on April 2, 2013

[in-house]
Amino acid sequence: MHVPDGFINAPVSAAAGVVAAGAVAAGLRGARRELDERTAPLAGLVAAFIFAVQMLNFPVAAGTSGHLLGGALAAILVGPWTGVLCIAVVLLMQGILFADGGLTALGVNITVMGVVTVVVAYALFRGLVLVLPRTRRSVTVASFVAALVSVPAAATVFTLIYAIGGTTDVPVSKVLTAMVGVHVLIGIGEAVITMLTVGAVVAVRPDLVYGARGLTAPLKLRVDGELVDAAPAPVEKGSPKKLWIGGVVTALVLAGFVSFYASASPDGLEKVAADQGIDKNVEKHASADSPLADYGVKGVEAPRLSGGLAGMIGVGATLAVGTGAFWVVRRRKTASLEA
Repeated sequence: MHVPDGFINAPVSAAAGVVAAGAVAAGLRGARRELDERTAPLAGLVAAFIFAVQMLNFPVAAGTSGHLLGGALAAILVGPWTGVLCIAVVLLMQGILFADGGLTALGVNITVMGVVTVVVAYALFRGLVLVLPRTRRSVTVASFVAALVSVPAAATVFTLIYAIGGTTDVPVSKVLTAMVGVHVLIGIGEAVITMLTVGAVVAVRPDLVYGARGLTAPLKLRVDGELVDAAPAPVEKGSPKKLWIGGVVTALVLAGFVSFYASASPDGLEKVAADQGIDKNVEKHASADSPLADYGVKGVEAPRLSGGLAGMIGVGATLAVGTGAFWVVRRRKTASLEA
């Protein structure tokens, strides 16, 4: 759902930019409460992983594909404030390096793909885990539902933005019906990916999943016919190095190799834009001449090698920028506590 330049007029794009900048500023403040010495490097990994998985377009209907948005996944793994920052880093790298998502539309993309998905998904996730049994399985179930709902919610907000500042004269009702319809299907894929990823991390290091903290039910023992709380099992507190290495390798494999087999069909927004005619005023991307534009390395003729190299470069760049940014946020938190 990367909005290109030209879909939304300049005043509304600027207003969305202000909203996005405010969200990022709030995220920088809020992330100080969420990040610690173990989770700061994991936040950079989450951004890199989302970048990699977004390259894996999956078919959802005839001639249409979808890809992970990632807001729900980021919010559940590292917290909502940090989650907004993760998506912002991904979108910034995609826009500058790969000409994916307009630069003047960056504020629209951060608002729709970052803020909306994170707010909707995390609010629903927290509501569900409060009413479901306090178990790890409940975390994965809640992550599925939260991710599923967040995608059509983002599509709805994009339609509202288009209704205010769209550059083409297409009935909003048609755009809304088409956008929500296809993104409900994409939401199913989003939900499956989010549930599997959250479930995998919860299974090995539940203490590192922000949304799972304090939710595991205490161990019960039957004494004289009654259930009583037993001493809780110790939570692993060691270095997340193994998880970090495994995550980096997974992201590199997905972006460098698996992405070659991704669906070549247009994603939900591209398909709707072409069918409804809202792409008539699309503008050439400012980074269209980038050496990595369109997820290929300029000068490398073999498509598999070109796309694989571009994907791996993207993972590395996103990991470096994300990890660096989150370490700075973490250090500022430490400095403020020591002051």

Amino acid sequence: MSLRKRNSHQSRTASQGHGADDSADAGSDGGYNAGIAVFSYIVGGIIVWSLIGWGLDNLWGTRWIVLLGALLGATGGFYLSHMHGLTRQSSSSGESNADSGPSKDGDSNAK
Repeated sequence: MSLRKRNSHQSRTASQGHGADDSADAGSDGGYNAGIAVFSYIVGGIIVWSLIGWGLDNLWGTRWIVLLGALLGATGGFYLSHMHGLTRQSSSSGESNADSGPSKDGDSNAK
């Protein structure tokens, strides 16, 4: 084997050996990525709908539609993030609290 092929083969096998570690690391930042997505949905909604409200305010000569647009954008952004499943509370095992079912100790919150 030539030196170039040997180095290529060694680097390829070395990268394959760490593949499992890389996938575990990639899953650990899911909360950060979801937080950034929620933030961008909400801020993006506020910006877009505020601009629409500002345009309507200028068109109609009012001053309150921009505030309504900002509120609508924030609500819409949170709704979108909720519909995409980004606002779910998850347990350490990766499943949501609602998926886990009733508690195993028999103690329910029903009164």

After lunch we went out on our first drive and the four of us were joined by two others. They were single travellers and one was very good company (we kept in the same group for all our safaris in Amboseli) the male was extremely uncommunicative and somewhat surely. After a time of trying to involve him in discussion all five of us gave up and left him to his own devices.We hadn’t been travelling far when a herd of zebra crossed our path. They happily wandered across the road and seemed to have no anxiety about the Landrover with happy snappers inside it. Strutting its stuff in the shrub land was White Bellied Bustard and close to the road basking in the sun was a Red-headed Agama Lizard. Apparently there are over 30 species of this lizard and although they mainly eat insects they’re also happy to digest berries and seeds and even the eggs of smaller lizards. This one was relatively inactive and didn’t seem to be at all camera shy!We were soon to learn the difference between two Gazelles that are found both here and in the Masai Mara the Thomson’s and Grant’s Gazelle. In front of were a number of Gazelles and our guide informed us that we were looking at Grant’s Gazelle. Both have a black stripe running down their side but Grant’s (the ones we were observing at the time) have a white rump that extends above the tail and what appears to be a black "M" on their rump. I was to check and re-check several times on our Safaris that I was spotting the right Gazelle. It’s especially confusing when the two types could often be found alongside each other and the smaller Impala was often not far away! Indeed we saw all three on this first drive.As we progressed on our way I hurriedly scribbled the name of each animal or bird that we spotted and hoped that I could correlate my photos to the written word. Sometimes I needed to check on the spelling, but unfortunately our guide wasn’t always sure of the spelling. Thankfully most of them I managed to successfully identify although as couple of the birds I still remain unsure about. Anyway back to our first safari....I spotted a really strange looking bird and was told it was the Secretary Bird. It seems that this bird spends most of the daylight hours walking the scrub land although at night, or just before darkness descends they return to roost in the iconic Acacia Tree. They were a fascinating bird to watch as its features really didn’t seem quite bizarre, our guide explained that it was named as Secretary Bird because it's quill like feathers gave it the appearance of a secretary carrying quills, which were of course originally used as pens. A nice story, but I’m really not so sure. We saw several birds on this trip including the Crowned Lapwing, Crested Crane, Black-headed Heron, Sacred Ibis, Two-banded Courser, the fantastic Scarlet-chested Sunbird, the Superb Starling (a complete contrast to the drab looking starling from the UK), Grey-headed Kingfisher, Blacksmith Lapwing, Egyptian Geese (don’t they know that we’re in Kenya). All of them we close enough to get great views of and most proved to be very photogenic. I was beginning to feel like a modern hunter, not with guns but with the digital camera. This was real exciting and it was only our first trip on safari.Of course the Amboseli Elephant featured strongly on our tour and I have never seen so many elephants in their own environment. In truth I’ve never seen an elephant in its natural environment before as I now didn’t class the elephants I’d seen in Thailand and India as foot loose and fancy free.We spotted a single giraffe in the distance (made close with the zoon lens), a group of Buffalo (one of the big five and the animal responsible for most human deaths in Kenya) and then had to start heading back as the sun set fell over the plains. Just as we thought all the wildlife was disappearing our guide stopped at the side of a group of Velvet Monkeys. What a racket they made as they sat, stared and howled at us.To say that I’d never been keen on going on a safari I was now by far the most excited of the four of us and I could hardly wait for tomorrow’s excursion......
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